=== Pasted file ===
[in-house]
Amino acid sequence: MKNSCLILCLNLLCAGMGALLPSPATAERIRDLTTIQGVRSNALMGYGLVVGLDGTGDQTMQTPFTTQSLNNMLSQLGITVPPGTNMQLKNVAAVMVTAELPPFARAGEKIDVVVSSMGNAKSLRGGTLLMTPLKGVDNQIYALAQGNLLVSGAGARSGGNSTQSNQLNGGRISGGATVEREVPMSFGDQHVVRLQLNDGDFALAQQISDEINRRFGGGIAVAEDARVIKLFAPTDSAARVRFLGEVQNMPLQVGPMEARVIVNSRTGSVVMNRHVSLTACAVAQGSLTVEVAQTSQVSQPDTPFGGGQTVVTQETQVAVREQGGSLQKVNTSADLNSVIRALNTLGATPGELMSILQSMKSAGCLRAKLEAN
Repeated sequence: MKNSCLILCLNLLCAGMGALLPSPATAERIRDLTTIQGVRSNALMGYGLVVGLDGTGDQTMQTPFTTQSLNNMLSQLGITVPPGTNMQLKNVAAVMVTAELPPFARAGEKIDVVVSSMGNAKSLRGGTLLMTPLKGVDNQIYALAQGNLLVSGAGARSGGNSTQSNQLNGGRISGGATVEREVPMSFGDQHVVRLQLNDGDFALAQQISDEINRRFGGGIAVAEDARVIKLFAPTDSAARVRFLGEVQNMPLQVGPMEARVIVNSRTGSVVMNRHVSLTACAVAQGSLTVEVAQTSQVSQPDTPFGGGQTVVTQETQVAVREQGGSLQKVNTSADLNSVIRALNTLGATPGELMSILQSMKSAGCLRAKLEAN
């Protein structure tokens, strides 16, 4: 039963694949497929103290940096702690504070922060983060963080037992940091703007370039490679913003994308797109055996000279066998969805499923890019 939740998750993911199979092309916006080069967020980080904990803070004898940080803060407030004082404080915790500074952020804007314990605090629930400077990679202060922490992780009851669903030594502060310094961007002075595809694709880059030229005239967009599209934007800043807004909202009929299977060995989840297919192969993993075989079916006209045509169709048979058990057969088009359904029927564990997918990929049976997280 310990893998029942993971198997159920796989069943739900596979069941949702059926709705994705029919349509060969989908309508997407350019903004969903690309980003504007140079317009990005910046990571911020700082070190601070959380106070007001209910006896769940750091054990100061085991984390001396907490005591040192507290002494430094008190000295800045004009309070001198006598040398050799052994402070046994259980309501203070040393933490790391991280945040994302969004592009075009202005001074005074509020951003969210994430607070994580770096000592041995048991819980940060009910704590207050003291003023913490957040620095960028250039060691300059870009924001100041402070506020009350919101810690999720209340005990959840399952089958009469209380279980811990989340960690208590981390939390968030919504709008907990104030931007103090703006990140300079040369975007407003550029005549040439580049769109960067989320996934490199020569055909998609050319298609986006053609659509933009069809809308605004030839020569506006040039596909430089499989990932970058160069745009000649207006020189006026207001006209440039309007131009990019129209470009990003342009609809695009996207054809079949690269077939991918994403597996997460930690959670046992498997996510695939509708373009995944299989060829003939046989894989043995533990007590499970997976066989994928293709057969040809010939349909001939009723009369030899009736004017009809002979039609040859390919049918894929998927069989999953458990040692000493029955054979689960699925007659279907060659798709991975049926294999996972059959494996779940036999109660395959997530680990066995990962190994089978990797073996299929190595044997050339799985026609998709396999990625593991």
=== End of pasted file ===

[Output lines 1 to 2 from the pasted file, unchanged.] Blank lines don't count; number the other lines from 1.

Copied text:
[in-house]
Amino acid sequence: MKNSCLILCLNLLCAGMGALLPSPATAERIRDLTTIQGVRSNALMGYGLVVGLDGTGDQTMQTPFTTQSLNNMLSQLGITVPPGTNMQLKNVAAVMVTAELPPFARAGEKIDVVVSSMGNAKSLRGGTLLMTPLKGVDNQIYALAQGNLLVSGAGARSGGNSTQSNQLNGGRISGGATVEREVPMSFGDQHVVRLQLNDGDFALAQQISDEINRRFGGGIAVAEDARVIKLFAPTDSAARVRFLGEVQNMPLQVGPMEARVIVNSRTGSVVMNRHVSLTACAVAQGSLTVEVAQTSQVSQPDTPFGGGQTVVTQETQVAVREQGGSLQKVNTSADLNSVIRALNTLGATPGELMSILQSMKSAGCLRAKLEAN